Megan Leavey and Marine K9 Rex
Megan Leavey was a Marine K9 handler whose life and battle to have her working dog, Rex, retire with her were the topic of a movie, Megan Leavey, released in 2017.
Leavey made a special and powerful connection with the military working dog who saved her own and thousands of other lives in Iraq. While respecting that the K9 is a warrior in his own right, Leavey knew her dog, Rex, wouldn’t understand why she left without him.
She grew up with dogs, a total animal lover. “I had no idea there even was a K9 program until I was in military police school,” Leavey said. “I had to finish at the top of my class and be selected to go to K9 school.”
“I was new marine when I got handed this dog. Rex had an attitude. When we are first assigned a dog, we spend two weeks just rapport training. You are the only one feeding the dog, brushing him. You go for walks and play. You work up to getting to know mannerisms. When they see you, they associate that with a positive. The basic training is already done, becoming a team is what’s important.”
Leavey and Rex Survive an IED
Leavey and Rex were shipped to Iraq twice. On the last deployment, they survived an IED explosion on the dusty roads of Ramadi and spent their recuperation and physical therapy recovery together.
“Rex was a one person dog,” Leavey said. “Nobody else could have done that (physical therapy) work.”
A dual purpose dog in military parlance, Rex was both a patrol and explosives detection dog. “Rex was super aggressive,” Leavey said. “Right in his vet record it said in giant letters not adoptable… There’s a process to adopt military working dogs and I understood that.”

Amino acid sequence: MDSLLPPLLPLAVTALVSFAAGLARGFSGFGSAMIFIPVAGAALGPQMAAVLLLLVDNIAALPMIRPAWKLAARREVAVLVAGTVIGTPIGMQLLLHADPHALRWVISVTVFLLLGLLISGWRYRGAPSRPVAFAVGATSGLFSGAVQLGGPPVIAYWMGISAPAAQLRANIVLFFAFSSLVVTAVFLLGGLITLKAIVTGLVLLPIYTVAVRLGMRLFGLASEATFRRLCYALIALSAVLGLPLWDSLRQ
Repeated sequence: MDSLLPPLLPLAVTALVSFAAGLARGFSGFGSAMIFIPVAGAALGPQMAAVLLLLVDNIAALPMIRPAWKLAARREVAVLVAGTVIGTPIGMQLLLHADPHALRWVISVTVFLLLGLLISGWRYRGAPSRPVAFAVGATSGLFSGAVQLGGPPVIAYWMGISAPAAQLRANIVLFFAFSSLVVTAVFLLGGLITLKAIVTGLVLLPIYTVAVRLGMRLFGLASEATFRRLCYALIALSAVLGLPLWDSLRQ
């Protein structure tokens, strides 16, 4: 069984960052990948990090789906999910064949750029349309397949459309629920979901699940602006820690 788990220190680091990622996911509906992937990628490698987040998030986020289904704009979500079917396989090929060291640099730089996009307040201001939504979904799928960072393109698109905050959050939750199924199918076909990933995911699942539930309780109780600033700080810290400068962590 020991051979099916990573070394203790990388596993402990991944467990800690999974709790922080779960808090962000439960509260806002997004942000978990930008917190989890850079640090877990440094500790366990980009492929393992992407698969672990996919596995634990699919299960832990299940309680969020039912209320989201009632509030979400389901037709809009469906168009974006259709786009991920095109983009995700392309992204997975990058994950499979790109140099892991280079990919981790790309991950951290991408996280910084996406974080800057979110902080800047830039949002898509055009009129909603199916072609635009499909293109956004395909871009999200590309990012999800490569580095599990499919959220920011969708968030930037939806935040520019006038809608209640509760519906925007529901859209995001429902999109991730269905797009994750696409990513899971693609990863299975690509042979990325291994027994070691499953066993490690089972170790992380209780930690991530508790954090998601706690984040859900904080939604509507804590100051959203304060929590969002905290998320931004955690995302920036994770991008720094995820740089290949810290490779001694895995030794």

Parting Ways with Rex
While Leavey’s military contract was up after her recovery, Rex’s wasn’t. He continued working stateside after she returned home to New York state.
“He went through 12 different handlers after me,” Leavey said. “I had such guilt leaving him behind. You can’t explain to a dog that these are the rules. It haunted me every day.”
Leavey kept in touch with her friends in the K9 unit for years. “They weren’t his biggest fans,” she noted wryly. “Nobody bonded with him like I did. I kept hoping every day they’d change his classification.”
The Battle to Save Rex
“I finally got a call from a marine at the K9 section. Rex, now 11 years old, was going to be retired. My friend told me, ‘If you’re going to try and adopt him, get on it.’ Any day Rex could be put down. He was old and sick.”
Leavey went straight to her Veteran’s representative, who took her story to New York Senator Chuck Schumer. The Senator released her plea to the press. The publicity greased the wheels of government and helped Leavey cut through the red tape to have Rex retired with her.
“When he arrived, I just wanted to spend time with him,” Leavey said. “Getting him back really helped me close wounds, work on myself, be at peace with a lot of things.”
For a tough, working K9, Rex settled right in to civilian life with Leavey.
“From the moment I brought him home, he jumped right on the couch. He left the cats alone after getting swatted on the nose. He got along with my other working dog. He got to swim in a pool. See snow. Sleep on a bed and have all the toys and treats he wanted. I had a great eight months with him. I was so grateful that the process was expedited. If I waited any longer, we wouldn’t have had that time.”
Listen Today on Pure Dog Talk
Listen to more of Laura and Megan, including Megan’s observations about her first dog show, on today’s podcast.